The first week of lectures on the DTM&H already feel distant, but I will not forget the shocking statistics on how much cigarette smoking contributes to the global burden of disease. For instance, COPD is projected to be the third greatest cause of global mortality in 2020 (behind ischaemic heart disease and cerebrovascular disease, both of which of course have their own links with smoking). I was also surprised to learn that LMIC are disproportionately affected; in fact 90% of COPD deaths are in low and middle income countries. In high income countries, increased prevalence among poorer people is potentially a significant driver of health inequality within society.
One of my first medical jobs was on a respiratory ward; the impact of smoking-related disease on patients’ lives made a strong impression. There were always several COPD patients, at times unable to walk unaided or speak due to overwhelming breathlessness. More than once I felt like all the knowledge, training and resources at my disposal had incredibly little to offer the patients on my ward. I can’t imagine how patients manage in countries where resources are scarce and hospital transport, home oxygen, community chest physio and so on are lacking. The concept, well expressed by Sir Michael Marmot, that medicine is no more than failed prevention, never felt so relevant.
It is, therefore, no wonder that the medical community has been so interested in the potential of vaping to tackle the rise in smoking-related mortality and morbidity. Finally, there exists an alternative to smoking which is acceptable to the public and could push quit rates above a relatively static 50% (in the UK over the last 10 years). There are some sticking points: several accusations that marketing campaigns were aimed at younger people and non-smokers (although vaping is illegal for under 18s) and concerns that vaping may in fact act as a gateway to smoking. Nevertheless, an evidence review by Public Health England found that vaping poses only a small fraction of the risks of smoking, and switching completely from smoking to vaping conveys substantial health benefits, as well as reducing risk of harm to bystanders. The review also found that there is no evidence that vaping is a gateway to smoking in young people - an association exists between vaping and smoking, but no causation could be proved. Furthermore, in the UK, the rate of vaping remains very low among 11-18year olds, with only 1.7% reporting at least weekly use (2018).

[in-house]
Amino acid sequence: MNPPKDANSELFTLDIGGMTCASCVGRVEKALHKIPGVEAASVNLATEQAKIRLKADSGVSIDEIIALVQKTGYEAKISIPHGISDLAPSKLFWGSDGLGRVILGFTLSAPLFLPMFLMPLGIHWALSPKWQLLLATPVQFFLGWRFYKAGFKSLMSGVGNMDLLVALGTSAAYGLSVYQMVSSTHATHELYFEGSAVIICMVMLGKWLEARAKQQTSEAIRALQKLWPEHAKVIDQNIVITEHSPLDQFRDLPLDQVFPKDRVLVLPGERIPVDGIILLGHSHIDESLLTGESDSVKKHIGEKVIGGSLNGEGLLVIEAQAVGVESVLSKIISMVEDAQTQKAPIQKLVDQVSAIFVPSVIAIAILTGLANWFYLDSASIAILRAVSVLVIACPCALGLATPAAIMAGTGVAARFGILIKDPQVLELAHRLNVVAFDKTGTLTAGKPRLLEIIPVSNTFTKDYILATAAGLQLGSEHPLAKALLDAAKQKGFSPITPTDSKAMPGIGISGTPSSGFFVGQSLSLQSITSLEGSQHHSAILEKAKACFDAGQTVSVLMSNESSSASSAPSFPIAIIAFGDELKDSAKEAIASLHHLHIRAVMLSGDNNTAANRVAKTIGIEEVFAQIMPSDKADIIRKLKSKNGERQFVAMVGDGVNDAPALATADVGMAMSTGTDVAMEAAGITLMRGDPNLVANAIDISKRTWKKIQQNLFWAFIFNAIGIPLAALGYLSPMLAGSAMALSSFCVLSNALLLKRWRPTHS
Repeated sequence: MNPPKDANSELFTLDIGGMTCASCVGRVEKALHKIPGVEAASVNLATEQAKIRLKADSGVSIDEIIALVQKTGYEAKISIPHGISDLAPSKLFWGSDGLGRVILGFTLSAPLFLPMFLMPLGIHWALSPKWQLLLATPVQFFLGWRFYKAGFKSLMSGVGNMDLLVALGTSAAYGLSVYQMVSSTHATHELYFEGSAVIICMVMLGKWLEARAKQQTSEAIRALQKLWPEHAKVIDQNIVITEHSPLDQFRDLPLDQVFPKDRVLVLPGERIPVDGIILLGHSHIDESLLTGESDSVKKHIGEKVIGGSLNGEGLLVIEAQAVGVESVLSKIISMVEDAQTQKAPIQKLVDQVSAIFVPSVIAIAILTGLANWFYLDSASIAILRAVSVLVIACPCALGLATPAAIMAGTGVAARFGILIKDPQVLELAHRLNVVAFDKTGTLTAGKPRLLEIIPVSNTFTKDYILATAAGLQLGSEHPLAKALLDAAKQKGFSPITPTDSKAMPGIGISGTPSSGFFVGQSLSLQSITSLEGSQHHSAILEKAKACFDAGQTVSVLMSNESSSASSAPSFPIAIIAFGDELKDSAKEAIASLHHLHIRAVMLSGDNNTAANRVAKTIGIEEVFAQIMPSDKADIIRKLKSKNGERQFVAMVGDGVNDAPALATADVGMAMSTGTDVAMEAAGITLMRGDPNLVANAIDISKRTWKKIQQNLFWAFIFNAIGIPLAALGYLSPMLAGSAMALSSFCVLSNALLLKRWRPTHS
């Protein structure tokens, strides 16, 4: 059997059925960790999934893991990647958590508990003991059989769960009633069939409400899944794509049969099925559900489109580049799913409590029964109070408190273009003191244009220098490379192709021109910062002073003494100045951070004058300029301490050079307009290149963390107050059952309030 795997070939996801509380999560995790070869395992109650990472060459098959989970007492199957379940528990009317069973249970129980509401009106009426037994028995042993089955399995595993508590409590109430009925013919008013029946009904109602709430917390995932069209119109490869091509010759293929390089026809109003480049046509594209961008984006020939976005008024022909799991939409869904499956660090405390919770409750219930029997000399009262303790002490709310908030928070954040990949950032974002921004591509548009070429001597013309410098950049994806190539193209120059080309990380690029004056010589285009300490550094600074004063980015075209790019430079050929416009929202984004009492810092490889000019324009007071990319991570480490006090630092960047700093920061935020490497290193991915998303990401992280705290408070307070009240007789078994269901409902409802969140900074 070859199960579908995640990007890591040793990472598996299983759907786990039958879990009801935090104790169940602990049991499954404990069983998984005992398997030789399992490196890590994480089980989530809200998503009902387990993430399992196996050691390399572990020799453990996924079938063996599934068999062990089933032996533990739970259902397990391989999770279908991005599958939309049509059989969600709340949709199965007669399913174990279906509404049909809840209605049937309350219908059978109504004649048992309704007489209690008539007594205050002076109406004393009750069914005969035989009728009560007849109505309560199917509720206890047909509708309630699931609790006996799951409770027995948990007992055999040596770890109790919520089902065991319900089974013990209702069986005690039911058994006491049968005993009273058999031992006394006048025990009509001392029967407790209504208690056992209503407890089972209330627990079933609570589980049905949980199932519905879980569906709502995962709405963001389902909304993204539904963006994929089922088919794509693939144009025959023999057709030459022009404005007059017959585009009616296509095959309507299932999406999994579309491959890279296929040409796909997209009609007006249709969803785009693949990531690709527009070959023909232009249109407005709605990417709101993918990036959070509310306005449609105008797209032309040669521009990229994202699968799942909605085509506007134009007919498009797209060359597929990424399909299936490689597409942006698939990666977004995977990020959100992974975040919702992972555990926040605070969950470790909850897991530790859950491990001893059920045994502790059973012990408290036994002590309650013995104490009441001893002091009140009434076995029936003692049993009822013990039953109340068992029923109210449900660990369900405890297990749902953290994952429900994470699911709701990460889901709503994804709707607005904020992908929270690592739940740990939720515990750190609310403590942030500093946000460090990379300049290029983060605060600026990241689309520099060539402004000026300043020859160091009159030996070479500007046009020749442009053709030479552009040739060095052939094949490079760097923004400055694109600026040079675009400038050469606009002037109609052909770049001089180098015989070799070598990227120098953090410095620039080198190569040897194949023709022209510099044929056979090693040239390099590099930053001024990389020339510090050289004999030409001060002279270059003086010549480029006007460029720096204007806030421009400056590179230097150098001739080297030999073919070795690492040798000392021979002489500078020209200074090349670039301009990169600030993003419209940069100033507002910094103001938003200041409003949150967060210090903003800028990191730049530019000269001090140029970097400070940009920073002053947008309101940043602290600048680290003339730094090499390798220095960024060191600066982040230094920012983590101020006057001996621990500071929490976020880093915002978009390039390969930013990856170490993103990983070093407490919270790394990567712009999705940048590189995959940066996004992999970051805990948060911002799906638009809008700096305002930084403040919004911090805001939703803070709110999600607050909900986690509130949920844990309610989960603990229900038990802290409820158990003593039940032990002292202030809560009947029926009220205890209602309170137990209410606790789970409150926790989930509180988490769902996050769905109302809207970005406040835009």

So if the evidence in the UK supports vaping as an alternative to cigarette use, then what is happening in the USA? Across 38 states, there has been an outbreak of 530 reported vaping related cases of lung disease (67% of whom were aged 18-34yrs) with seven deaths. Currently, the CDC reports that “no single substance or e-cigarette product has been consistently associated with illness”. A lack of regulatory standards in the USA means a variety of contaminants or problems with faulty devices, could be responsible. The prevalence of vaping in the USA is also much higher than the UK, with 25% of 12th graders reporting use in the previous 30 days.
And what are the implications for LMIC where smoking-related morbidity is growing? India recently announced a ban on e-cigarette sales in response to the USA situation and concerns of a ‘youth epidemic’ of vaping. In the UK, however, vaping can be a useful tool on a population and individual level. Indeed, Public Health England goes as far as to recommend that e-cigarettes are sold in hospital shops alongside nicotine gum and other smoking alternatives. In fact, even while investigations continue in the USA, the CDC continues to recommend that individuals using e-cigarettes for smoking cessation should continue to vape rather than return to cigarette use.
What will be the response of LMIC to the growing use of e-cigarettes? It will be several years until there is evidence on the long-term effects of vaping, but it is likely that policy will need to be developed before this time.
Even in the few years, I have worked as a doctor, many patients have asked me whether I would recommend vaping as an alternative to cigarette use. In the UK, there are clear guidelines and industry standards which have to be upheld. How would I respond if I was asked this question in a country where such safeguards are not present? E-cigarettes have the potential to be an incredibly helpful smoking cessation tool in LMIC, but perhaps only if the governmental legislative power exists to maintain a high standard of product, and there are the health surveillance systems in place to detect adverse events.